The name of the late MP was provided to Scotland Yard after a clergyman came forward with claims from the 1980s relating to ritual satanic abuse
Enoch Powell, the Conservative anti-immigrant firebrand, is being investigated as an alleged member of a claimed Westminster paedophile network after his name was supplied to police by a senior Anglican bishop.
The name of the late MP, one of the most divisive politicians of the late 20th century, was provided to Scotland Yard after a clergyman came forward with claims from the 1980s relating to ritual satanic abuse.
Mr Powell, a maverick politician who achieved notoriety with his so-called Rivers of Blood speech decrying migration to Britain, is the latest senior Parliamentarian to be made the subject of police inquiries into an alleged Establishment sex rings.
The Metropolitan Police has several ongoing investigations relating to claims against suspected abusers, including the former Liberal MP Cyril Smith. Detectives are also investigating allegations against former Home Secretary Leon Brittan.
The Independent understands that the claims against Mr Powell were passed to police by the Right Reverend Paul Butler, the Bishop of Durham, more than a year ago, but that they have only now been made public.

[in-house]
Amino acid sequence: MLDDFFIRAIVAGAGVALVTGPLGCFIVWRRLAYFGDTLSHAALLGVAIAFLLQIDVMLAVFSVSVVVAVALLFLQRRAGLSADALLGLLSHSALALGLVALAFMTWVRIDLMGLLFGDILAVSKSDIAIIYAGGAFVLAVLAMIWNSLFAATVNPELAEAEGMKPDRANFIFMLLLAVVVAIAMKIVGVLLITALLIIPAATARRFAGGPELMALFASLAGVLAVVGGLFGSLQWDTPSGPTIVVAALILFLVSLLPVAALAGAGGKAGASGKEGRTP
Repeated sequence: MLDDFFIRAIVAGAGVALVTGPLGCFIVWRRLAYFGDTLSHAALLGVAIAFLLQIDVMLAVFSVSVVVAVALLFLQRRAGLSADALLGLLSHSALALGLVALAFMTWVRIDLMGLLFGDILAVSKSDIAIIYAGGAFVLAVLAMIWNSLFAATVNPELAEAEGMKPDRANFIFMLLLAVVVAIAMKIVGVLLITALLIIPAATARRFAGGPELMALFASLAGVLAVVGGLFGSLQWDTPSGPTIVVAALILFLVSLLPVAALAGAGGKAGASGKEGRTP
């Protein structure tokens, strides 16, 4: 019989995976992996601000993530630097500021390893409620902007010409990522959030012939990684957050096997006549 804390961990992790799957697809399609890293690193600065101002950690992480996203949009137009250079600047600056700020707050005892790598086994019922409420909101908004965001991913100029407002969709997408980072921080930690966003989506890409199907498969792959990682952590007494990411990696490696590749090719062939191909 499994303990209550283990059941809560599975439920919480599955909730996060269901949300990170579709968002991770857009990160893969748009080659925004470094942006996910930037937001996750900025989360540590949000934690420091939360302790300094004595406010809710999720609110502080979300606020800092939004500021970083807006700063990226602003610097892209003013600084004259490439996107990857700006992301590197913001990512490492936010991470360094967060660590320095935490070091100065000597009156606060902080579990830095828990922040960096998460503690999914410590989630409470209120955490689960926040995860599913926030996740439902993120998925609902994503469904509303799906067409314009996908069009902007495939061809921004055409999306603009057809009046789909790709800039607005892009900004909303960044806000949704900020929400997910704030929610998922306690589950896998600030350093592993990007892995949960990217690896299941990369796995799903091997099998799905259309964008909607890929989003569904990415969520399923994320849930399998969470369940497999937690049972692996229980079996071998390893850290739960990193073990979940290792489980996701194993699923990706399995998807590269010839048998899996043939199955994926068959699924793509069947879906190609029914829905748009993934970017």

The Rt Rev Butler, who is the lead on safeguarding for the Church of England, contacted police after details of the allegations against the late Conservative politician were passed to him by a fellow clergyman, Dominic Walker, the former Bishop of Monmouth.
It is understood that the Rt Rev Walker first heard the claims when he was counselling young adults as a curate in the 1980s and claims were made that an unknown number of MPs had been involved in satanic cult-type abuse.
Widely regarded as one of the most powerful orators in modern British politics, Mr Powell’s time as a frontline politician came to an abrupt end when he was sacked in 1968 as shadow defence secretary by Edward Heath the morning after the Rivers of Blood speech
The claim was originally submitted to Operation Fernbridge, a police investigation into abuse related to the Elm Guest House in south west London which is at the centre of claims that it was used by powerful individuals during the 1970s and 1980s for organised sexual abuse. Fernbridge has now closed but allegations submitted to it remain the subject of other ongoing investigations.
In a statement, the Church of England said: “The name of Enoch Powell was passed to Operation Fernbridge by one of our safeguarding team on the instruction of Bishop Paul Butler.”
Multiple claims of satanic abuse were made in the late 1980s and early 1990s, including the notorious case in the Orkney Islands during which children were removed from their homes in dawn raids. A subsequent Government-backed inquiry found there was no evidence to substantiate any of the 86 separate alleged cases.
It is understood the allegations against Mr Powell came from a single individual. Under safeguarding rules, institutions such as the Church of England now automatically pass allegations of abuse to the police for assessment.